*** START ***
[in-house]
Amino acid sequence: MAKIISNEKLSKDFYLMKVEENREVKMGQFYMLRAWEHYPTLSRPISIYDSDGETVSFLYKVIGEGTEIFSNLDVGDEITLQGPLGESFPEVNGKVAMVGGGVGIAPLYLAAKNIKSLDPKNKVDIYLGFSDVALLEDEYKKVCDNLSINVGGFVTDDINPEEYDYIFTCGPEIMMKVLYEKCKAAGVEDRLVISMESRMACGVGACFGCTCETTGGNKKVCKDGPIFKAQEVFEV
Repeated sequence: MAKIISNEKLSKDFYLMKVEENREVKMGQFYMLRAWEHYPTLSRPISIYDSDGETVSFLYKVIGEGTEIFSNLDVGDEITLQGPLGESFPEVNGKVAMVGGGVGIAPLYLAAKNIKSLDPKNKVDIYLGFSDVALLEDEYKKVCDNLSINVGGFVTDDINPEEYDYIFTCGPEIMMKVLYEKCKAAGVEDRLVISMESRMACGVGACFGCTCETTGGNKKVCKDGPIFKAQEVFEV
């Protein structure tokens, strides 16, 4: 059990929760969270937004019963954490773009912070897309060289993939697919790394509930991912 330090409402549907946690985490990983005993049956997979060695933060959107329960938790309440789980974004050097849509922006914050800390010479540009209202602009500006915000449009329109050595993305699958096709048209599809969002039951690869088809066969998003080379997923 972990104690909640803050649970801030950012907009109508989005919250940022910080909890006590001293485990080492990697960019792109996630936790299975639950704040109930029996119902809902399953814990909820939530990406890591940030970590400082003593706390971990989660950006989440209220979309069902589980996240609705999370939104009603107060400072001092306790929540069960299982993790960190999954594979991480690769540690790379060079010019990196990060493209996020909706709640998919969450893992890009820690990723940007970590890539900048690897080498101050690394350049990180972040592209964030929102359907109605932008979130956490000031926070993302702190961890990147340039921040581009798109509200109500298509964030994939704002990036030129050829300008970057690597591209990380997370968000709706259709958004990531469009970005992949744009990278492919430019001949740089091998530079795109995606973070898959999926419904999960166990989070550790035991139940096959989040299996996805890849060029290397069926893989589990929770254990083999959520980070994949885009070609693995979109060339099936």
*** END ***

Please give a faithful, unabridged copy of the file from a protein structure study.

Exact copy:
[in-house]
Amino acid sequence: MAKIISNEKLSKDFYLMKVEENREVKMGQFYMLRAWEHYPTLSRPISIYDSDGETVSFLYKVIGEGTEIFSNLDVGDEITLQGPLGESFPEVNGKVAMVGGGVGIAPLYLAAKNIKSLDPKNKVDIYLGFSDVALLEDEYKKVCDNLSINVGGFVTDDINPEEYDYIFTCGPEIMMKVLYEKCKAAGVEDRLVISMESRMACGVGACFGCTCETTGGNKKVCKDGPIFKAQEVFEV
Repeated sequence: MAKIISNEKLSKDFYLMKVEENREVKMGQFYMLRAWEHYPTLSRPISIYDSDGETVSFLYKVIGEGTEIFSNLDVGDEITLQGPLGESFPEVNGKVAMVGGGVGIAPLYLAAKNIKSLDPKNKVDIYLGFSDVALLEDEYKKVCDNLSINVGGFVTDDINPEEYDYIFTCGPEIMMKVLYEKCKAAGVEDRLVISMESRMACGVGACFGCTCETTGGNKKVCKDGPIFKAQEVFEV
């Protein structure tokens, strides 16, 4: 059990929760969270937004019963954490773009912070897309060289993939697919790394509930991912 330090409402549907946690985490990983005993049956997979060695933060959107329960938790309440789980974004050097849509922006914050800390010479540009209202602009500006915000449009329109050595993305699958096709048209599809969002039951690869088809066969998003080379997923 972990104690909640803050649970801030950012907009109508989005919250940022910080909890006590001293485990080492990697960019792109996630936790299975639950704040109930029996119902809902399953814990909820939530990406890591940030970590400082003593706390971990989660950006989440209220979309069902589980996240609705999370939104009603107060400072001092306790929540069960299982993790960190999954594979991480690769540690790379060079010019990196990060493209996020909706709640998919969450893992890009820690990723940007970590890539900048690897080498101050690394350049990180972040592209964030929102359907109605932008979130956490000031926070993302702190961890990147340039921040581009798109509200109500298509964030994939704002990036030129050829300008970057690597591209990380997370968000709706259709958004990531469009970005992949744009990278492919430019001949740089091998530079795109995606973070898959999926419904999960166990989070550790035991139940096959989040299996996805890849060029290397069926893989589990929770254990083999959520980070994949885009070609693995979109060339099936």